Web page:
Foot on Brake illustration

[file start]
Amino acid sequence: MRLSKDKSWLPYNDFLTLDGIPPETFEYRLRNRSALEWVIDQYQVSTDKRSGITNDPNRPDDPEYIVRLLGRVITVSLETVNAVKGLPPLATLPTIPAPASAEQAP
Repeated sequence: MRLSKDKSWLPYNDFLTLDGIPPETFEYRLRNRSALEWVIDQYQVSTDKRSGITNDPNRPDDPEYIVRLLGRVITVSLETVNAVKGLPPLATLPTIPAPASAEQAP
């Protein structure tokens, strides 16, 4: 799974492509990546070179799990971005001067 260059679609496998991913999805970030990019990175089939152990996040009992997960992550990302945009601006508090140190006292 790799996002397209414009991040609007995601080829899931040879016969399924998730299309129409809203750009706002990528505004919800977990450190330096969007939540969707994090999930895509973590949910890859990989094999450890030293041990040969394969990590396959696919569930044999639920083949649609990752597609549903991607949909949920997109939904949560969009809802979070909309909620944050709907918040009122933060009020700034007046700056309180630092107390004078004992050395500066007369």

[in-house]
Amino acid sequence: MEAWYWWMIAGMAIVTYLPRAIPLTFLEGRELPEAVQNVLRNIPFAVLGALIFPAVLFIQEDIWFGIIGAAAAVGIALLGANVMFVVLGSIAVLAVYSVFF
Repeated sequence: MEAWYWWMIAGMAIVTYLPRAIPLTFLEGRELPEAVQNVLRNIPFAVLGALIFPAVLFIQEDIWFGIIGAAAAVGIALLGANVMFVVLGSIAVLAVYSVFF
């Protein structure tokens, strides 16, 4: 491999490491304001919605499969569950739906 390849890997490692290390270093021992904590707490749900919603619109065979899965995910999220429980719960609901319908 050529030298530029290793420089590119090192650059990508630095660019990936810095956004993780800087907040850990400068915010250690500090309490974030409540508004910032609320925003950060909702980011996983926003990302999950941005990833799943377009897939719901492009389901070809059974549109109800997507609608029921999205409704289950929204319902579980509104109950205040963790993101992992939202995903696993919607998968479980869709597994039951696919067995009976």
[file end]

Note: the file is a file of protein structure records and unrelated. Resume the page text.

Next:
Confronting somebody who makes a bigoted remark may have an impact on changing the offending person’s thinking. According to Diana Sanchez, an associate psychology professor at the School of Arts and Sciences, and Kimberly Chaney GSNB’16, a student in the School of Graduate Studies, the offending person may take the rebuke to heart and reflect on their statements. The results of their research were published in Personality and Social Psychology Bulletin. “We need to understand what reduces prejudice,” says Sanchez. “Confronting people is hard, and unless people know it will be effective, they won’t do it.” — Ken Branson